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Lawskills.com Georgia Caselaw
IN THE INTEREST OF M. A. et al., children.
A95A1041.
ANDREWS, Judge.
Custody; jurisdiction. Spalding Juvenile Court. Before Judge Cook.
David Albert, appellant and natural father of M. A. (a female child) and M. A. (a male child), appeals from an order of the juvenile court finding that Albert's children were deprived and granting temporary custody to the children's natural mother, appellee Beth Thompson.
Albert contends that the juvenile court's order is invalid because the juvenile court did not have subject matter jurisdiction to hear the deprivation petition. OCGA 15-11-5 (a) (1) (C) provides that the juvenile court has exclusive jurisdiction over deprivation proceedings. However, under OCGA 15-11-5 (c), when custody is the subject of controversy, the juvenile court has concurrent jurisdiction with the superior court to determine custody issues only when the case is properly transferred by the superior court.
The juvenile court does not have subject matter jurisdiction over custody disputes disguised as deprivation proceedings. In the Interest of W. W. W., 213 Ga. App. 732 (445 SE2d 832) (1994). In Lewis v. Winzenreid, 263 Ga. 459 (435 SE2d 602) (1993), the Georgia Supreme Court affirmed the superior court's determination that a juvenile court order finding deprivation was invalid for lack of subject matter jurisdiction because the record showed that the nature of the petition was custody, not deprivation. The court in W. W. W. found that "Lewis means that when the dispute is between parents, it is prima facie a custody matter." W. W. W., 213 Ga. App. at 734. Juvenile courts "should not entertain" a deprivation proceeding brought by one parent against another because it is very likely that the parent is actually seeking custody and is attempting to avoid the more stringent standard of proof required for modification of a custody award. Id.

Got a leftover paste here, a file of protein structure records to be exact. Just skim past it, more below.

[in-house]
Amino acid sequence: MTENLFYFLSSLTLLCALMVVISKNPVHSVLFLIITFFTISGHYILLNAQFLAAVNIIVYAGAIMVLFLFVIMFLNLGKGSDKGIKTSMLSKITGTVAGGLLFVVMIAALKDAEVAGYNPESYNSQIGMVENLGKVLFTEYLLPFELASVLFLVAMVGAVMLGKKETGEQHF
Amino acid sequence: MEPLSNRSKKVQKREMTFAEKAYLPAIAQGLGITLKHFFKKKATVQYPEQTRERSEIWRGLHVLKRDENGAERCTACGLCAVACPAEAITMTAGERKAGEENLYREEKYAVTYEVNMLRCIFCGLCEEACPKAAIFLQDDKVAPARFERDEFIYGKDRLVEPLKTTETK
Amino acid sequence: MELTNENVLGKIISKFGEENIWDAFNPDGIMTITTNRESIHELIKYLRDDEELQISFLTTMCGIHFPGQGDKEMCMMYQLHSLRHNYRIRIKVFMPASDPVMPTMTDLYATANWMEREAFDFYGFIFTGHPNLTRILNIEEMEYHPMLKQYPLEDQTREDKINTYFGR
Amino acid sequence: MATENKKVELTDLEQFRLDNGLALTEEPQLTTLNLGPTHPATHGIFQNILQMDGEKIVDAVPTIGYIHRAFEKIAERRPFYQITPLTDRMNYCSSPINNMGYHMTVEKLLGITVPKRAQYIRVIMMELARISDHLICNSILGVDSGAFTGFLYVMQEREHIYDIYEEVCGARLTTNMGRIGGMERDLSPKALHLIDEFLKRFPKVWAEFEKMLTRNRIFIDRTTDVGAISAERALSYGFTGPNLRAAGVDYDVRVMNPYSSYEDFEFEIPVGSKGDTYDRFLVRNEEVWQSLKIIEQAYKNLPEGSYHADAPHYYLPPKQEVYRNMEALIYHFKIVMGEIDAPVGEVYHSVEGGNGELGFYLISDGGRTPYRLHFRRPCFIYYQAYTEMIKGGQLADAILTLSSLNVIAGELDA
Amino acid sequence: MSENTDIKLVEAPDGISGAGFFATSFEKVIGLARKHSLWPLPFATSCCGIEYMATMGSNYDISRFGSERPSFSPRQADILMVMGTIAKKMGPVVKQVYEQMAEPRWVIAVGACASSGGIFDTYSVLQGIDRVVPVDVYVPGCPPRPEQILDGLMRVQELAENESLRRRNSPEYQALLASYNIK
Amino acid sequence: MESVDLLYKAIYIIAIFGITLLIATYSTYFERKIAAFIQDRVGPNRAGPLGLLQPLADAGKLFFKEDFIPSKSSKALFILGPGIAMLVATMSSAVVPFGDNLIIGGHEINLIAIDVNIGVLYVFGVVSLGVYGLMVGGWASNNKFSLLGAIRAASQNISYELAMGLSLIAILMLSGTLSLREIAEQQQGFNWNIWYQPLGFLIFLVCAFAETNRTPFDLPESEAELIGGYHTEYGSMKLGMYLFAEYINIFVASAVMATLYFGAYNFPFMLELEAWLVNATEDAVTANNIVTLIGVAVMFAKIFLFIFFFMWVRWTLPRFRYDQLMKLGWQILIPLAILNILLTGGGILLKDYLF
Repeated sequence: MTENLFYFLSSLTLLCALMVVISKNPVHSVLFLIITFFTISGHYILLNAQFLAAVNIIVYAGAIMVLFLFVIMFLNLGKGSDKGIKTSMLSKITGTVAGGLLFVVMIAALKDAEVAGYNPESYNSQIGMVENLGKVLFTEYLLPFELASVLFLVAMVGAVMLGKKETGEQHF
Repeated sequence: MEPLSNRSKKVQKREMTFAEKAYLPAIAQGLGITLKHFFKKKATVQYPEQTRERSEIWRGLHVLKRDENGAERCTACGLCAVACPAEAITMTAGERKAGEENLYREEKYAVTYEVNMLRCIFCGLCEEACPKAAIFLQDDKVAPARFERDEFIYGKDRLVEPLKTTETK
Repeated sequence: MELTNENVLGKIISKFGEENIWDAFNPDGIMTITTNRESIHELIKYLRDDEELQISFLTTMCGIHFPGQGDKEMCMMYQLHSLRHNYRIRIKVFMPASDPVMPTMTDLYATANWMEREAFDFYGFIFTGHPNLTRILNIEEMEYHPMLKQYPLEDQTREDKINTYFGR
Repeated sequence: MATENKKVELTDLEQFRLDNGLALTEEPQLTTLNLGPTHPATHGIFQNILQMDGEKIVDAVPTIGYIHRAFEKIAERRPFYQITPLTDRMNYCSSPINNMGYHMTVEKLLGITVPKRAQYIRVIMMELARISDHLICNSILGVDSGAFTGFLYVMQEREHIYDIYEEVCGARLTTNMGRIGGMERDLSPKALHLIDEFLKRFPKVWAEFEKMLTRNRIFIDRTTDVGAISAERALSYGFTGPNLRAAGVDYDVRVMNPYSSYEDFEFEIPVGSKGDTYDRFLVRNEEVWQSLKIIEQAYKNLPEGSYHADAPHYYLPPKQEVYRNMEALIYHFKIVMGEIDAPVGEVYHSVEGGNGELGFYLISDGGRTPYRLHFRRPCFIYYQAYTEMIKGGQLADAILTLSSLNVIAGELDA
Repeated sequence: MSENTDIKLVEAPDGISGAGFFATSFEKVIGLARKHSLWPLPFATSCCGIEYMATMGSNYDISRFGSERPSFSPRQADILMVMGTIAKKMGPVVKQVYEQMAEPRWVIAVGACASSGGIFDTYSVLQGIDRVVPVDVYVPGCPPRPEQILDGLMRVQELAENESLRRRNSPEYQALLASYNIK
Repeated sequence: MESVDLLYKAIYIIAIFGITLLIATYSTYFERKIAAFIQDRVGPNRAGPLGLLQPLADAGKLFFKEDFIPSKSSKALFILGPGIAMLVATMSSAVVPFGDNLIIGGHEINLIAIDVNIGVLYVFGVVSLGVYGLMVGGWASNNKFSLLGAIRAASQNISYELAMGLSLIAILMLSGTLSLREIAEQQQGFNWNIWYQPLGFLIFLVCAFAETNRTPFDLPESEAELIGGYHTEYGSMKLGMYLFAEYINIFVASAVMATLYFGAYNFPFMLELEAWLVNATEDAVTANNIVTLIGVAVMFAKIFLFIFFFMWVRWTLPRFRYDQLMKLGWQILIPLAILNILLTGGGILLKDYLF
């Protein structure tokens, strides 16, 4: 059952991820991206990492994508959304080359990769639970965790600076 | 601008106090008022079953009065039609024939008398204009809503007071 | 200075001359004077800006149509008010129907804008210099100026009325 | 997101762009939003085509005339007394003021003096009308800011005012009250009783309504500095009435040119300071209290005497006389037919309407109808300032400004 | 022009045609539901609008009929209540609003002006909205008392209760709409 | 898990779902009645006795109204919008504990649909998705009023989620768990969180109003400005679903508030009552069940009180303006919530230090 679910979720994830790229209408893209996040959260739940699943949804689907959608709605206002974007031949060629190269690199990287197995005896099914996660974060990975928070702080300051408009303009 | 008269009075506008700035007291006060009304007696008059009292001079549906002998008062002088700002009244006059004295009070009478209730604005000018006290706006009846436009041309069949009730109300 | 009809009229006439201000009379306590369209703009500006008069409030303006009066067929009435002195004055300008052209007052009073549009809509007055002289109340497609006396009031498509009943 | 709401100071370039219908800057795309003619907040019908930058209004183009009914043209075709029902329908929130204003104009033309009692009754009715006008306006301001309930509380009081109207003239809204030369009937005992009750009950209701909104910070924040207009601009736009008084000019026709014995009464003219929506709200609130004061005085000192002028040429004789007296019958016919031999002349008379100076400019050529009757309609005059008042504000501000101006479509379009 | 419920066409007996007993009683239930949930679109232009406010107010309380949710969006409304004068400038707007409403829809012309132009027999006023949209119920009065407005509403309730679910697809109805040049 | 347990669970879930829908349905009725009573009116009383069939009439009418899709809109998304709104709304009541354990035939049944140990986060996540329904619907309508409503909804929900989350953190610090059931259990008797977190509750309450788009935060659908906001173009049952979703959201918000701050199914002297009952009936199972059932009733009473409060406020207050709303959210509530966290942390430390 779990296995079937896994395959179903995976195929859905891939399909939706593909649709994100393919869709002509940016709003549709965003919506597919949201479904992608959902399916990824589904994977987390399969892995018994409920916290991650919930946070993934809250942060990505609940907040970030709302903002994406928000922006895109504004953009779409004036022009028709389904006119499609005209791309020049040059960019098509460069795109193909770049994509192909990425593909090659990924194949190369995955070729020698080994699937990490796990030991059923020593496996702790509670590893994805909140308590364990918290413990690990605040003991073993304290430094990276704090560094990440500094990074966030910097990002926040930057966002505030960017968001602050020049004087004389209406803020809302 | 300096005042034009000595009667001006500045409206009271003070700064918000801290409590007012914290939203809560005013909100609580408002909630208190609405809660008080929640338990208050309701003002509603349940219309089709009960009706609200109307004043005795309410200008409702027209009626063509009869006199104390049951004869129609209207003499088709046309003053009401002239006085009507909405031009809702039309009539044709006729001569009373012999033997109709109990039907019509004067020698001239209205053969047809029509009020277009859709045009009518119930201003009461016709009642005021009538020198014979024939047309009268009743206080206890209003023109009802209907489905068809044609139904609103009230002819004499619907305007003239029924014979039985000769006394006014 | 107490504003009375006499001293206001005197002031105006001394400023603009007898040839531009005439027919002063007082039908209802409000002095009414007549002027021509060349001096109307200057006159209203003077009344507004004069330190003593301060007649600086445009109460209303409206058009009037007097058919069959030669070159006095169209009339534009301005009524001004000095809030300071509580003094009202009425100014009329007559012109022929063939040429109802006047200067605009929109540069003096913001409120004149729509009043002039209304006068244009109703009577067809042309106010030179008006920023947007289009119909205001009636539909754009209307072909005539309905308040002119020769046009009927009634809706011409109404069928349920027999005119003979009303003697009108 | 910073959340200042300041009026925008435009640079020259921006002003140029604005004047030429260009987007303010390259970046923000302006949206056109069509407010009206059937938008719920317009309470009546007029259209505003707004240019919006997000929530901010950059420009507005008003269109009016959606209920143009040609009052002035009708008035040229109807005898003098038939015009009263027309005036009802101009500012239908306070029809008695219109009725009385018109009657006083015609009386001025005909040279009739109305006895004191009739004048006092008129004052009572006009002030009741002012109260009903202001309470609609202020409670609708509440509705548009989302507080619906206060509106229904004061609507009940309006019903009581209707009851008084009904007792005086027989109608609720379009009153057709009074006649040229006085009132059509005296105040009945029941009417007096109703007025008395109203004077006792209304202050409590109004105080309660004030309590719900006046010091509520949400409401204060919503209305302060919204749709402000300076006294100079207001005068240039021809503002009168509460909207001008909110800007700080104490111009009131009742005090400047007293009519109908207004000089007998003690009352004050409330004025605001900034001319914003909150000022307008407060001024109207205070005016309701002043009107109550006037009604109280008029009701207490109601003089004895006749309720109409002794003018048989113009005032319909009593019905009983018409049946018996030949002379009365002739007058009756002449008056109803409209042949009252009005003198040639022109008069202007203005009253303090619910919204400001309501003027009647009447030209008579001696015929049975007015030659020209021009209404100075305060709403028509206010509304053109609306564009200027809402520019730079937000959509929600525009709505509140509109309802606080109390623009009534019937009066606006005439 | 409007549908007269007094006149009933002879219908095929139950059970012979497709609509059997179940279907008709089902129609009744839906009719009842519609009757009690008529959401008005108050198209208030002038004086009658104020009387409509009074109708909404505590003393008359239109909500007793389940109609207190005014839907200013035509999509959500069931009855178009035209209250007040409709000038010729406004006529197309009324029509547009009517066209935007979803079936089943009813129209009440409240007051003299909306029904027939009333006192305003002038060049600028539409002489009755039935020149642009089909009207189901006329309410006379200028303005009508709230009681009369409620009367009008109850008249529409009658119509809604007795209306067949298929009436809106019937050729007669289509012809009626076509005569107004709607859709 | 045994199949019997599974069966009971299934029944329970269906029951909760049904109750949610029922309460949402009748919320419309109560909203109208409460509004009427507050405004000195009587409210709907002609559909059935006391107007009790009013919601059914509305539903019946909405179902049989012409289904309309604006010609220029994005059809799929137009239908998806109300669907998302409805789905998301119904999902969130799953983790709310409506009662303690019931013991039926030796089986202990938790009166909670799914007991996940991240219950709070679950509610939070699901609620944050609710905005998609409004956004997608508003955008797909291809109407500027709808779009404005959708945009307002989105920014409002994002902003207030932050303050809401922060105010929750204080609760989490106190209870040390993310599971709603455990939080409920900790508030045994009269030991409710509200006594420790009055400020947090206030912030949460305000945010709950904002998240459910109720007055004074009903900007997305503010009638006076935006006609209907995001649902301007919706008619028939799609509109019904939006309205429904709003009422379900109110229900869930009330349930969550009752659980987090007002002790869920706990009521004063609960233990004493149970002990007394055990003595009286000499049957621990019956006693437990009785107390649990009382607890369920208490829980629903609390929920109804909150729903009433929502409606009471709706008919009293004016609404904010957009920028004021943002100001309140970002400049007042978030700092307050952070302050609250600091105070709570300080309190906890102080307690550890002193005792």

Because all deprivation proceedings between parents are prima facie custody matters, OCGA 15-11-5 (c) requires that they must be brought in the superior court. Only the superior court may make the determination that a deprivation proceeding between parents is not a custody dispute. Upon determining that a deprivation petition brought by one parent against another is a valid deprivation petition, the superior court must then transfer the matter to the juvenile court under OCGA 15-11-5 (a) (1) (C), which provides the juvenile court with exclusive jurisdiction over deprivation proceedings.
Here, there was no determination by the Superior court that Thompson's deprivation petition against Albert was a valid deprivation petition and not a disguised custody dispute. Therefore, the juvenile court did not have proper subject matter jurisdiction over the petition and the judgment is vacated accordingly.
Cam S. Head, for appellant.
DECIDED SEPTEMBER 1, 1995.
Thursday May 21 07:40 EDT


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